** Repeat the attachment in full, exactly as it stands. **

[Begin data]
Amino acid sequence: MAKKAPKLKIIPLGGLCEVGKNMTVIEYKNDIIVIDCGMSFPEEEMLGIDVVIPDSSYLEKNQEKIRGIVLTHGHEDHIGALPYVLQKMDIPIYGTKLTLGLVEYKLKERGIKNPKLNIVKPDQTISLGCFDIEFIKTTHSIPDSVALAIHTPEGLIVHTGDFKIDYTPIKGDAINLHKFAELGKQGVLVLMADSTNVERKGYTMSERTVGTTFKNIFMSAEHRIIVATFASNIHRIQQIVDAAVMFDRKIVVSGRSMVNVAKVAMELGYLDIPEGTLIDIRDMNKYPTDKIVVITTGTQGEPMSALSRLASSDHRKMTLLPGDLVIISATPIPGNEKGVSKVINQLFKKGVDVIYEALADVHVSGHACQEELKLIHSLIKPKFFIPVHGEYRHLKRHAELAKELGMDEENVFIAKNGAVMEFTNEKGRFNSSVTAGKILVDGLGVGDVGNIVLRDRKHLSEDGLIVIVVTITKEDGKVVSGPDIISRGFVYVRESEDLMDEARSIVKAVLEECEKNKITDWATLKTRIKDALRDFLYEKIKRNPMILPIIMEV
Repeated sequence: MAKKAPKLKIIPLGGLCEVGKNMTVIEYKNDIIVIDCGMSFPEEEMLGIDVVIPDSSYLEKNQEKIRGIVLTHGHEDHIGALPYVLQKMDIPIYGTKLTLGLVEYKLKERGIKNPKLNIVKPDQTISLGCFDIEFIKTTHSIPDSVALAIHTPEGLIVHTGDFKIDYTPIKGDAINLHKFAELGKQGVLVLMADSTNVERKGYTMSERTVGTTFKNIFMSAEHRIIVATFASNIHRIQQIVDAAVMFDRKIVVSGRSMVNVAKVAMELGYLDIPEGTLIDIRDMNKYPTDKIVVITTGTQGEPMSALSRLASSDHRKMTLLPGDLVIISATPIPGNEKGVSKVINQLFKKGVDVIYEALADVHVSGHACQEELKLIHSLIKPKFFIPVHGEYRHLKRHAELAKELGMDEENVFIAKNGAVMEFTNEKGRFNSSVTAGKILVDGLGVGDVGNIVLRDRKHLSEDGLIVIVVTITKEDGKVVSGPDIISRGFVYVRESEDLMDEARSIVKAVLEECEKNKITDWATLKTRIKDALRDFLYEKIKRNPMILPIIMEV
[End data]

Amino acid sequence: MAKKAPKLKIIPLGGLCEVGKNMTVIEYKNDIIVIDCGMSFPEEEMLGIDVVIPDSSYLEKNQEKIRGIVLTHGHEDHIGALPYVLQKMDIPIYGTKLTLGLVEYKLKERGIKNPKLNIVKPDQTISLGCFDIEFIKTTHSIPDSVALAIHTPEGLIVHTGDFKIDYTPIKGDAINLHKFAELGKQGVLVLMADSTNVERKGYTMSERTVGTTFKNIFMSAEHRIIVATFASNIHRIQQIVDAAVMFDRKIVVSGRSMVNVAKVAMELGYLDIPEGTLIDIRDMNKYPTDKIVVITTGTQGEPMSALSRLASSDHRKMTLLPGDLVIISATPIPGNEKGVSKVINQLFKKGVDVIYEALADVHVSGHACQEELKLIHSLIKPKFFIPVHGEYRHLKRHAELAKELGMDEENVFIAKNGAVMEFTNEKGRFNSSVTAGKILVDGLGVGDVGNIVLRDRKHLSEDGLIVIVVTITKEDGKVVSGPDIISRGFVYVRESEDLMDEARSIVKAVLEECEKNKITDWATLKTRIKDALRDFLYEKIKRNPMILPIIMEV
Repeated sequence: MAKKAPKLKIIPLGGLCEVGKNMTVIEYKNDIIVIDCGMSFPEEEMLGIDVVIPDSSYLEKNQEKIRGIVLTHGHEDHIGALPYVLQKMDIPIYGTKLTLGLVEYKLKERGIKNPKLNIVKPDQTISLGCFDIEFIKTTHSIPDSVALAIHTPEGLIVHTGDFKIDYTPIKGDAINLHKFAELGKQGVLVLMADSTNVERKGYTMSERTVGTTFKNIFMSAEHRIIVATFASNIHRIQQIVDAAVMFDRKIVVSGRSMVNVAKVAMELGYLDIPEGTLIDIRDMNKYPTDKIVVITTGTQGEPMSALSRLASSDHRKMTLLPGDLVIISATPIPGNEKGVSKVINQLFKKGVDVIYEALADVHVSGHACQEELKLIHSLIKPKFFIPVHGEYRHLKRHAELAKELGMDEENVFIAKNGAVMEFTNEKGRFNSSVTAGKILVDGLGVGDVGNIVLRDRKHLSEDGLIVIVVTITKEDGKVVSGPDIISRGFVYVRESEDLMDEARSIVKAVLEECEKNKITDWATLKTRIKDALRDFLYEKIKRNPMILPIIMEV